This past weekend, Andi went to ClexaCon!!! Lise tried but was rebuffed by a blizzard in Minneapolis, and doesn’t want to talk about it. Since we weren’t able to record, we’re offering up Andi’s first recollections of ClexaCon. For our next episode, we’ll be back to our usually schedule programming.
Andi and Lise take another stroll down memory lane, this time chatting about gaming and cosplay and Andi cleverly makes sure that Lise talks about both of those because SHE’S REALLY GOOD AT THEM! And Andi had all kinds of questions for her.
The games that got Lise started: Zelda and Quest games like King’s Quest. She was also into Elder Scrolls and open world role-playing games. She also plays Fallout, Borderlands, Mass Effect, and is currently designing some cosplay elements from Skyrim (Elder Scrolls). Also, heads up on the forthcoming Outer Worlds!
Also, Lise geeks waaaaay out about Kameron Hurley’s latest novel, The Light Brigade (see episode 52). Andi mentioned the new seasons of Into the Badlands, Legends of Tomorrow, and Killing Eve as things she’s looking forward to.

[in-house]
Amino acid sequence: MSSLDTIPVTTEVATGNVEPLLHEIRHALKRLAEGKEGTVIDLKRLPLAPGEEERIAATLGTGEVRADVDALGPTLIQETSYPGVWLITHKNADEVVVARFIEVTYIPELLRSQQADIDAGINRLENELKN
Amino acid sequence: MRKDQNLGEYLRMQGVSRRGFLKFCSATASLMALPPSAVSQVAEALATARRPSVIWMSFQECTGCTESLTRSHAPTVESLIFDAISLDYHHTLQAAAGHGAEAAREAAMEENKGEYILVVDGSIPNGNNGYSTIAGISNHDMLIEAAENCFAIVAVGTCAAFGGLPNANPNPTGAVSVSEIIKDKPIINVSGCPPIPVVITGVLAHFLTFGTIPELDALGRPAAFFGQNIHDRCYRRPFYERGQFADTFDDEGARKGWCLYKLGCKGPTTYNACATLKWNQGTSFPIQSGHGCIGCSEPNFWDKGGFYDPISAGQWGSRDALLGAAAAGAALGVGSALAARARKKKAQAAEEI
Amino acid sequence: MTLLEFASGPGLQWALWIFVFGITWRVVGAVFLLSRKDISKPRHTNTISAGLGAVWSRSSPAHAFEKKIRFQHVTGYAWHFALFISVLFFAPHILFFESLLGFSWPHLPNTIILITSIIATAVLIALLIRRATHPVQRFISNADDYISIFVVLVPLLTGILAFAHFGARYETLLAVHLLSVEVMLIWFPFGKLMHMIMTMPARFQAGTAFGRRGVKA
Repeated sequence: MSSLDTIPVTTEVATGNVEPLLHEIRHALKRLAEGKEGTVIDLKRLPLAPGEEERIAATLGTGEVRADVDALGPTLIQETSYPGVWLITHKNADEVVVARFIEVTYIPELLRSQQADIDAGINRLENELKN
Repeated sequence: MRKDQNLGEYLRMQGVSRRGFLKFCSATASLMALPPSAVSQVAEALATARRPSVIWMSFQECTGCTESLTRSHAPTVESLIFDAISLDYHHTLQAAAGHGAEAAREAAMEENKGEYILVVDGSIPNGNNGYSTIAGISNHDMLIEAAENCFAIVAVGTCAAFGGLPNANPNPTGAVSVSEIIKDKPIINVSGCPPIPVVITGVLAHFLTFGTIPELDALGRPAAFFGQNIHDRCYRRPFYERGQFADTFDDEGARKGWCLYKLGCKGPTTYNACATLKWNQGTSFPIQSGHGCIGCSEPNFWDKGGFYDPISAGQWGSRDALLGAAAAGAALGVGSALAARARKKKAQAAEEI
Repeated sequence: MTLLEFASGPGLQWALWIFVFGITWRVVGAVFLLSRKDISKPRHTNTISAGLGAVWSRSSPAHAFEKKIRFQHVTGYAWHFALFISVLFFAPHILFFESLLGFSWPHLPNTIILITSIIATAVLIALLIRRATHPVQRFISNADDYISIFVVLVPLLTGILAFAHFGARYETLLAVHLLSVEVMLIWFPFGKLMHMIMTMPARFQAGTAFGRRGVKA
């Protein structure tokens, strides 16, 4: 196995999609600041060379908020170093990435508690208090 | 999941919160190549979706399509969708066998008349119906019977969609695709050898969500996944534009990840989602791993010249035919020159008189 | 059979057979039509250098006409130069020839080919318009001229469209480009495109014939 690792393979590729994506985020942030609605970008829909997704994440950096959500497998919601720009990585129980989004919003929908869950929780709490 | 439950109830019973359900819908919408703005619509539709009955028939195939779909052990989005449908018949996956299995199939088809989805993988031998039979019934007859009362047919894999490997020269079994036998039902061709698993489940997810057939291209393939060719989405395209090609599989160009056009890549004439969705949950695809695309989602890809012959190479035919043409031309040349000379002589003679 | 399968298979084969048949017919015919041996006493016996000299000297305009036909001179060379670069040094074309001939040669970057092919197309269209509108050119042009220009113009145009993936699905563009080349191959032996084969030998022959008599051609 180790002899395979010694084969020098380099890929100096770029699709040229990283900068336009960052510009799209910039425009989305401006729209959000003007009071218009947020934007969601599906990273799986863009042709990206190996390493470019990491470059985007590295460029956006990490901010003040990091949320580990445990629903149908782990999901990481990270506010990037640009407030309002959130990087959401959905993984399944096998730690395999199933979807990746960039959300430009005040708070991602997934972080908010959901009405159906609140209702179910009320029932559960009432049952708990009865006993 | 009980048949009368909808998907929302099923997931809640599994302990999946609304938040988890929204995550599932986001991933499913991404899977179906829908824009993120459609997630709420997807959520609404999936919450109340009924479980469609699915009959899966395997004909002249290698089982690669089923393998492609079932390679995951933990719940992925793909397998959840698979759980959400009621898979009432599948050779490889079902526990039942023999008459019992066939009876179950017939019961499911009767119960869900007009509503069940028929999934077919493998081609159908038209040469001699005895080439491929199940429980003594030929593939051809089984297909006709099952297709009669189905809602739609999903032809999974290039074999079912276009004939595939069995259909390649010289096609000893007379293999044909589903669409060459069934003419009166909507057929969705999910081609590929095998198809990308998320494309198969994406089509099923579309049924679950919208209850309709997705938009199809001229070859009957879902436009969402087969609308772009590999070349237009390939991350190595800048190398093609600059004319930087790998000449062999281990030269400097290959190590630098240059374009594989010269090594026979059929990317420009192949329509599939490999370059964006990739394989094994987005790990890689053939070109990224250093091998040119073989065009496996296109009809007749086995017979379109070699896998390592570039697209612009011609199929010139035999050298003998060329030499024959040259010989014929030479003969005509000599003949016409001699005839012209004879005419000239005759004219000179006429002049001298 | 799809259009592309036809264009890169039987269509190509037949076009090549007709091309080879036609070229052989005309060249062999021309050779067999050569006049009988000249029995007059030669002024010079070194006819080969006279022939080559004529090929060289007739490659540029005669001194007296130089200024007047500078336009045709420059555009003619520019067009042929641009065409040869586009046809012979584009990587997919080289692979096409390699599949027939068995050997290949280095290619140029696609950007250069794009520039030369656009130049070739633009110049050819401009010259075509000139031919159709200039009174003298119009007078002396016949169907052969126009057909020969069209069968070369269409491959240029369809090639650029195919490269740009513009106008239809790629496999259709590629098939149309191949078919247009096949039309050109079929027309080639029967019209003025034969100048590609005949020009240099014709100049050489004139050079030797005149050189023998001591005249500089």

Andi and Lise lost their sh*t when award-winning sci fi/fantasy writer Kameron Hurley agreed to chat with them about writing and her very latest release, which just dropped March 19, The Light Brigade.
Hurley’s website bio states she’s a writer “specializing in war and resistance movements,” but she’s also known as one of the most important voices in the field engaging in intense world-building and explorations of gender, sexuality, and politics. You may know her for her essay collection Geek Feminist Revolution, which included the Hugo-winning essay “We Have Always Fought: Challenging the ‘Women, Cattle, and Slaves’ Narrative.” She is the author of the fantasy series the Worldbreaker Saga; the Bel Dame Apocrypha (God’s War Trilogy), and the space opera The Stars Are Legion (which Andi and Lise raved about in episode 19).
On this episode of LGO, Hurley dished about writing, her own process (upshot: writing is hard!!!!), her work, and specifically about The Light Brigade, which has been described by a reviewer as a cross between Starship Troopers and Edge of Tomorrow. Another reviewer described it as a “time-twisting, genre-redefining military science fiction novel.”
Thank you, Kameron, for joining us!
Andi and Lise chat about the formative books, movies, and TV shows that kickstarted their geek sides and why these particular media were so important to their development as geeks and writers and why representation matters in media.
Interested in what helped shape their geekdoms? Here are a few of the things that came up: